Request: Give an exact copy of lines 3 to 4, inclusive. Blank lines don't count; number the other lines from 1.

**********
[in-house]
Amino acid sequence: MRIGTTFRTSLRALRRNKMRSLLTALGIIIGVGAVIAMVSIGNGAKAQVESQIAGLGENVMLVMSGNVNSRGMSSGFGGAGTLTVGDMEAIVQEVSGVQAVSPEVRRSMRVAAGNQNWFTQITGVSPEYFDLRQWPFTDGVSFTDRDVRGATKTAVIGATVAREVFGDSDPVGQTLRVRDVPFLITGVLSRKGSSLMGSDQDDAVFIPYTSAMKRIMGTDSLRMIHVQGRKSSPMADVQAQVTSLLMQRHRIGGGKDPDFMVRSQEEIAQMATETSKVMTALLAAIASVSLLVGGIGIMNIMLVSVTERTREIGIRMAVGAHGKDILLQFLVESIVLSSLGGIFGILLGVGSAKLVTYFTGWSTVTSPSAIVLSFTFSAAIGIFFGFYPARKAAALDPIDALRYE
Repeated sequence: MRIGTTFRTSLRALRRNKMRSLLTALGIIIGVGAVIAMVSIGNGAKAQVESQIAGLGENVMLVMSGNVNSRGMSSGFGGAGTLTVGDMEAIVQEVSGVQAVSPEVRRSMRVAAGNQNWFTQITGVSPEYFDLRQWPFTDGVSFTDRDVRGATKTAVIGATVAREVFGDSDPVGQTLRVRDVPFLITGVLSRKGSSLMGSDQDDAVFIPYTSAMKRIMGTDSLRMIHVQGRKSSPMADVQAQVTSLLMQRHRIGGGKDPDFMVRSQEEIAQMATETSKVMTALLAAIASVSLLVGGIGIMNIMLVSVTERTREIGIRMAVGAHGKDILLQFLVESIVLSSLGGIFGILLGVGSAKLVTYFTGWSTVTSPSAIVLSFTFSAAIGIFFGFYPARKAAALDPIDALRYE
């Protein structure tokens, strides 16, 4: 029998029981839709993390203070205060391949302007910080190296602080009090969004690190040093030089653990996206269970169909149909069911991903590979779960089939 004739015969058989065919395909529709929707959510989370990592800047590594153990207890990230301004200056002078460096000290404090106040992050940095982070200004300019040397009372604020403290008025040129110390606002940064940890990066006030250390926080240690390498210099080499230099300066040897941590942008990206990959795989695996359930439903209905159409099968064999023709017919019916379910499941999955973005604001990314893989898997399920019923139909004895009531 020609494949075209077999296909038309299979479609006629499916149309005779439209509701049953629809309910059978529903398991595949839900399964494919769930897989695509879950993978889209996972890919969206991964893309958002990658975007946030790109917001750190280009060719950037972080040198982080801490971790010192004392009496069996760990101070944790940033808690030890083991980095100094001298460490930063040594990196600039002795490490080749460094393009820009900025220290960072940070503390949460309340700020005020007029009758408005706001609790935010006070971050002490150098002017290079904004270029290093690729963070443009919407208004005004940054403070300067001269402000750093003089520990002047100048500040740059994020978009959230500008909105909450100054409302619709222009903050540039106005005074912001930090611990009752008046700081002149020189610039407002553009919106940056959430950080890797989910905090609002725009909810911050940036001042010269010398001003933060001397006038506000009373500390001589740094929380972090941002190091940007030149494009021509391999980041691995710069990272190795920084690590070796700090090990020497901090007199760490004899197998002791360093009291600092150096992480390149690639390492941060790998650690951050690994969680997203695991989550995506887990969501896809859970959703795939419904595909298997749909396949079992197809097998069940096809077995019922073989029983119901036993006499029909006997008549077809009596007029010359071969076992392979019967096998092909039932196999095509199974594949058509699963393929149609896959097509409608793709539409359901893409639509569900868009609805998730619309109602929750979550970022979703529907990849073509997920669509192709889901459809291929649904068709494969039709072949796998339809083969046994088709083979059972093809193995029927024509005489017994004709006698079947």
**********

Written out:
Repeated sequence: MRIGTTFRTSLRALRRNKMRSLLTALGIIIGVGAVIAMVSIGNGAKAQVESQIAGLGENVMLVMSGNVNSRGMSSGFGGAGTLTVGDMEAIVQEVSGVQAVSPEVRRSMRVAAGNQNWFTQITGVSPEYFDLRQWPFTDGVSFTDRDVRGATKTAVIGATVAREVFGDSDPVGQTLRVRDVPFLITGVLSRKGSSLMGSDQDDAVFIPYTSAMKRIMGTDSLRMIHVQGRKSSPMADVQAQVTSLLMQRHRIGGGKDPDFMVRSQEEIAQMATETSKVMTALLAAIASVSLLVGGIGIMNIMLVSVTERTREIGIRMAVGAHGKDILLQFLVESIVLSSLGGIFGILLGVGSAKLVTYFTGWSTVTSPSAIVLSFTFSAAIGIFFGFYPARKAAALDPIDALRYE
């Protein structure tokens, strides 16, 4: 029998029981839709993390203070205060391949302007910080190296602080009090969004690190040093030089653990996206269970169909149909069911991903590979779960089939 004739015969058989065919395909529709929707959510989370990592800047590594153990207890990230301004200056002078460096000290404090106040992050940095982070200004300019040397009372604020403290008025040129110390606002940064940890990066006030250390926080240690390498210099080499230099300066040897941590942008990206990959795989695996359930439903209905159409099968064999023709017919019916379910499941999955973005604001990314893989898997399920019923139909004895009531 020609494949075209077999296909038309299979479609006629499916149309005779439209509701049953629809309910059978529903398991595949839900399964494919769930897989695509879950993978889209996972890919969206991964893309958002990658975007946030790109917001750190280009060719950037972080040198982080801490971790010192004392009496069996760990101070944790940033808690030890083991980095100094001298460490930063040594990196600039002795490490080749460094393009820009900025220290960072940070503390949460309340700020005020007029009758408005706001609790935010006070971050002490150098002017290079904004270029290093690729963070443009919407208004005004940054403070300067001269402000750093003089520990002047100048500040740059994020978009959230500008909105909450100054409302619709222009903050540039106005005074912001930090611990009752008046700081002149020189610039407002553009919106940056959430950080890797989910905090609002725009909810911050940036001042010269010398001003933060001397006038506000009373500390001589740094929380972090941002190091940007030149494009021509391999980041691995710069990272190795920084690590070796700090090990020497901090007199760490004899197998002791360093009291600092150096992480390149690639390492941060790998650690951050690994969680997203695991989550995506887990969501896809859970959703795939419904595909298997749909396949079992197809097998069940096809077995019922073989029983119901036993006499029909006997008549077809009596007029010359071969076992392979019967096998092909039932196999095509199974594949058509699963393929149609896959097509409608793709539409359901893409639509569900868009609805998730619309109602929750979550970022979703529907990849073509997920669509192709889901459809291929649904068709494969039709072949796998339809083969046994088709083979059972093809193995029927024509005489017994004709006698079947």